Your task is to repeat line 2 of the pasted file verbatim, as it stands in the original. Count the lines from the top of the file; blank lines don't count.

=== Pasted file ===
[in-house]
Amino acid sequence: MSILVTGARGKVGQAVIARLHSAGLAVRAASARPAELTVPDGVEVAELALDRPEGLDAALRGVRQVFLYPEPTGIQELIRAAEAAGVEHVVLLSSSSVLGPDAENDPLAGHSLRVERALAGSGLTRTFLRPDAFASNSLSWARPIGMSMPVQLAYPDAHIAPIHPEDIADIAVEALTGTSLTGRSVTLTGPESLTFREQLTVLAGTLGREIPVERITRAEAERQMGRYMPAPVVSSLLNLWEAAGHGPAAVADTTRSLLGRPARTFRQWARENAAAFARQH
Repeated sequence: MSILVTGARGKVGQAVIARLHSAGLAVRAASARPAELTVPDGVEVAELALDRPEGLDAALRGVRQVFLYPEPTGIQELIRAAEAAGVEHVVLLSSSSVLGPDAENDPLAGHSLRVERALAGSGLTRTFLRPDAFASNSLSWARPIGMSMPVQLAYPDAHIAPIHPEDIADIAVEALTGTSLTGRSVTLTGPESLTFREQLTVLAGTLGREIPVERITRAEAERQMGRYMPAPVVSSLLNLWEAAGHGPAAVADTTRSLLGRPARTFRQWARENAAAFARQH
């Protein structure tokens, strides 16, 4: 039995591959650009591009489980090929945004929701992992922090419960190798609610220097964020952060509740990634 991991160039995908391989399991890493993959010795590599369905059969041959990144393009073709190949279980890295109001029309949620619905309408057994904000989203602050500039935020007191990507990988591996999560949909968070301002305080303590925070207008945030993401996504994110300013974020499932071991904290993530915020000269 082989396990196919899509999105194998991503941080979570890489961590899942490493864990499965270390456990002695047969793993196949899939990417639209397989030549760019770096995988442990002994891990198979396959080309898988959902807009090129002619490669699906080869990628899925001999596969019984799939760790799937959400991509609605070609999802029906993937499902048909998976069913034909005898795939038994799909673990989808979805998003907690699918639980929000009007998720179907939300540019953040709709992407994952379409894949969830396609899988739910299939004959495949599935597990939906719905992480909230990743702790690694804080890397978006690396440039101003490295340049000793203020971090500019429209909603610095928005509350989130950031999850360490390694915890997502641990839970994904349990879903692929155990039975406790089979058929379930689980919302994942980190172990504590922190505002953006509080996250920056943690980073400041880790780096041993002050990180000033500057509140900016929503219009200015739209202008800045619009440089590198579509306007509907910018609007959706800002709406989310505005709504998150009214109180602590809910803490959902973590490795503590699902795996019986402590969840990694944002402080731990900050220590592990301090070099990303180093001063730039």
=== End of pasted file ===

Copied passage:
Amino acid sequence: MSILVTGARGKVGQAVIARLHSAGLAVRAASARPAELTVPDGVEVAELALDRPEGLDAALRGVRQVFLYPEPTGIQELIRAAEAAGVEHVVLLSSSSVLGPDAENDPLAGHSLRVERALAGSGLTRTFLRPDAFASNSLSWARPIGMSMPVQLAYPDAHIAPIHPEDIADIAVEALTGTSLTGRSVTLTGPESLTFREQLTVLAGTLGREIPVERITRAEAERQMGRYMPAPVVSSLLNLWEAAGHGPAAVADTTRSLLGRPARTFRQWARENAAAFARQH